Previously unknown interactions between the lungs and the brain
The lung It is the most important surface we exchange with the environment when it comes to oxygen supply. Microbial flora that has not been researched much so far are present in this transition, which is referred to as the lung microbiome. A German research team has now, for the first time, been able to establish a close relationship between this microbiome and brain point out
Researchers from the Institute of Neuroimmunology and Multiple Sclerosis Research at the University Medical Center Göttingen (UMG) have documented for the first time how the microbial flora of the lungs controls the immune predisposition of the brain. These reactions can also be a cause of devastating autoimmune inflammation. The results of the research were recently published in the famous journal “natureChest.
Lung flora was closely examined for the first time
All contact surfaces that people contact with the outside world are colonized with bacteria. As part of the current study, the UMG team discovered that bacterial colonization of the lungs at the contact surface between lung tissue and breathing air plays a special role.
The lung microbiome is more influential than previously thought
The team creates a new and unexpected functional connection between the lungs and the brain. Accordingly, the lung microbiome sends constant signals to the brain, causing the so-called microglia to be affected. Microglia can be considered the “immune cells of the brain”.
The study’s lead author, Dr. Leon Housang.
The lung microbiome as an early warning system for the brain
Thus the lung microbiome acts as a species early warning system for sensitive brain tissue,” adds Professor Dr. Francesca O’Dordi, who worked alongside Professor Dr. Alexander Flugel heading the research project.
According to the research team, this little-studied relationship between the lungs and the brain could have far-reaching effects on health. For example, lung infections, antibiotic treatments, air pollution, and climate changes can alter lung flora and thus immune activity within the brain.
The lung flora is rather small compared to the intestinal flora
In recent years, many studies have examined the effect of intestinal microflora on human health. In comparison, according to the research team, the number of studies on the microbiome of the lungs is relatively small.
Possible cause of autoimmune diseases
In fact, for a long time it was believed that the lungs contained no plants at all and were sterile. The team from Göttingen showed not only that the lung flora is more influential than previously thought, but also that the smallest changes in this microbiome increase the brain’s susceptibility to disease. autoimmune diseases they change.
Antibiotics put the brain on alert
For example, researchers were able to document the way the lung microbiome sends a signal to the brain after taking antibiotics, which puts the brain’s microglia on alert. According to the working group, “Antibiotic-mediated manipulation of the lung microbiome has been associated with clearly measurable and even microscopically visible changes in microglia.”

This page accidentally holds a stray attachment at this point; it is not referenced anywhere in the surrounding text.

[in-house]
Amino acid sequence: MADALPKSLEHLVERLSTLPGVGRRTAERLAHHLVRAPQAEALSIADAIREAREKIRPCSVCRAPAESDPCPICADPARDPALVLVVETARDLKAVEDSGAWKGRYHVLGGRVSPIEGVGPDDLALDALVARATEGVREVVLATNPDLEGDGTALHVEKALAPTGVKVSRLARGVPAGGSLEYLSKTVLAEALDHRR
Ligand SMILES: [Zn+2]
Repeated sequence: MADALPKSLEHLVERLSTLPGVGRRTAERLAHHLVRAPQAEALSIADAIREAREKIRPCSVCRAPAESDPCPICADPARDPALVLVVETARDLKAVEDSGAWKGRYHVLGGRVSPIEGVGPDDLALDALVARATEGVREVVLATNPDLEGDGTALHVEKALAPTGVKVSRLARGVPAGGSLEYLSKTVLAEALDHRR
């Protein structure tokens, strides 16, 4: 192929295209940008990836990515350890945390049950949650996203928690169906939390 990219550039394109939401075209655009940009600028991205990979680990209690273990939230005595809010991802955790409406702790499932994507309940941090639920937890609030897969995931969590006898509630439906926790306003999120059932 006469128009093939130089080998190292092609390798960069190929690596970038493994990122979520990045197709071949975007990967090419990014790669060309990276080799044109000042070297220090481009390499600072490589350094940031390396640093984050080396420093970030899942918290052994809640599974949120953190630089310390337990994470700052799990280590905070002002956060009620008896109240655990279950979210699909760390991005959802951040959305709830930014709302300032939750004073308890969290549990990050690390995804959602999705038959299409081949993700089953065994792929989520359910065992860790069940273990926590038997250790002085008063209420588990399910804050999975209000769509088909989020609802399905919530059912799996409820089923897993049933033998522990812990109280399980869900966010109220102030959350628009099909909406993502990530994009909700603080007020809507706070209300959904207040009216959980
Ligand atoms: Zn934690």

Additionally, according to the study, microglia reacted less strongly to inflammatory signals, resulting in reduced recruitment of immune cells into inflamed brain tissue. The scientists concluded, “This explains very conclusively the low susceptibility to autoimmune inflammation.”
A new approach to treatments
According to the researchers, the microglia became paralyzed after taking antibiotics. The origin of this reaction can be traced back to a specific type of bacteria in the lungs that produce a special component of the cell wall called lipopolysaccharide.
After taking antibiotics, this cell wall component builds up in the lungs. Then the increased amount of lipopolysaccharides “paralyzed” the microglia in the brain. On the other hand, a decrease in LPS had the effect of increasing autoimmune processes in the brain.
“Maybe this is new The lung-brain axis Even their use therapeutically,” Prof. Flugel suspects. Targeted administration of probiotics or certain antibiotics could be envisaged in order to specifically influence the immune responses in the brain.
This may be the case, for example, in treating Multiple Sclerosis It plays a role, but also in general in all diseases of the central nervous system in which microglia are involved.
Similar effects through the gut-brain axis
Recently, another study demonstrated a similar relationship between the gut microbiome and immune responses in the brain. For more information, see the article “Gut-brain axis opens new therapeutic avenues for cancer and autoimmune diseases(FB)
Author and source information
This text conforms to specifications in the specialized medical literature, clinical guidelines and current studies and has been validated by medical professionals.
Graduate Editor (FH) Volker Plasek
- Universitätsmedizin Göttingen: Brain-pulmonary axis: The microbial flora of the lungs controls the immune readiness of the brain (Published: February 24, 2022), European Union
- Hosang, L., Canals, R. C., van der Flier, F. J. et al. The lung microbiome regulates autoimmunity in the brain. Nature (2022). https://doi.org/10.1038/s41586-022-04427-4, Nature.com
- Hiltensperger, M., Beltrán, E., Kant, R. et al. Helper T-cell subsets imprinted on the skin and intestines show distinct functional patterns in CNS autoimmunity: In: Nature Immunology (2021), Nature.com
This article contains general advice only and should not be used for self-diagnosis or treatment. It cannot replace a visit to the doctor.
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